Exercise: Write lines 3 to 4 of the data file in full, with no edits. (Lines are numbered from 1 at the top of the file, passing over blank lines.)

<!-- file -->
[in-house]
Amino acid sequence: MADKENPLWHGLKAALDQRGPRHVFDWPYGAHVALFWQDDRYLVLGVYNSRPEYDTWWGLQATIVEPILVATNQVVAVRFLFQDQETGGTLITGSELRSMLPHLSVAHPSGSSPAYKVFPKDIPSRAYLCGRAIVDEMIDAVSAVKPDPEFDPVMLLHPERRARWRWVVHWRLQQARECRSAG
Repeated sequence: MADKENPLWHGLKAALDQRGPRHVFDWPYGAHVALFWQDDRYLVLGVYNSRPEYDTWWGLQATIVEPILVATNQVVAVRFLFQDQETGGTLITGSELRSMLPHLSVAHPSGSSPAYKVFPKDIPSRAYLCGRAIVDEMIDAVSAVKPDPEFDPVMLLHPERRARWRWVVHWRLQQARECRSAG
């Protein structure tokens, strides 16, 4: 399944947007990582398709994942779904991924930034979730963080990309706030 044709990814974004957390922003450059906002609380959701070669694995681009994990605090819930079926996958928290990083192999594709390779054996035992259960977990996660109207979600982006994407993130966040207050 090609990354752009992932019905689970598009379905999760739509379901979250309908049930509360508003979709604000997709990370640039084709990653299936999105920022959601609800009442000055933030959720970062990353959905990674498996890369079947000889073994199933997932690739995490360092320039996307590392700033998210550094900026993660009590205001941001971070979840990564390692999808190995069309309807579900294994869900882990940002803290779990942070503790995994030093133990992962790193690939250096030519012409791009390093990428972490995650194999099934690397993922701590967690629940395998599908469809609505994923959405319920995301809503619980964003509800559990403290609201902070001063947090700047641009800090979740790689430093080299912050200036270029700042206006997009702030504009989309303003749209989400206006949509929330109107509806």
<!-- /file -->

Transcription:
Repeated sequence: MADKENPLWHGLKAALDQRGPRHVFDWPYGAHVALFWQDDRYLVLGVYNSRPEYDTWWGLQATIVEPILVATNQVVAVRFLFQDQETGGTLITGSELRSMLPHLSVAHPSGSSPAYKVFPKDIPSRAYLCGRAIVDEMIDAVSAVKPDPEFDPVMLLHPERRARWRWVVHWRLQQARECRSAG
């Protein structure tokens, strides 16, 4: 399944947007990582398709994942779904991924930034979730963080990309706030 044709990814974004957390922003450059906002609380959701070669694995681009994990605090819930079926996958928290990083192999594709390779054996035992259960977990996660109207979600982006994407993130966040207050 090609990354752009992932019905689970598009379905999760739509379901979250309908049930509360508003979709604000997709990370640039084709990653299936999105920022959601609800009442000055933030959720970062990353959905990674498996890369079947000889073994199933997932690739995490360092320039996307590392700033998210550094900026993660009590205001941001971070979840990564390692999808190995069309309807579900294994869900882990940002803290779990942070503790995994030093133990992962790193690939250096030519012409791009390093990428972490995650194999099934690397993922701590967690629940395998599908469809609505994923959405319920995301809503619980964003509800559990403290609201902070001063947090700047641009800090979740790689430093080299912050200036270029700042206006997009702030504009989309303003749209989400206006949509929330109107509806």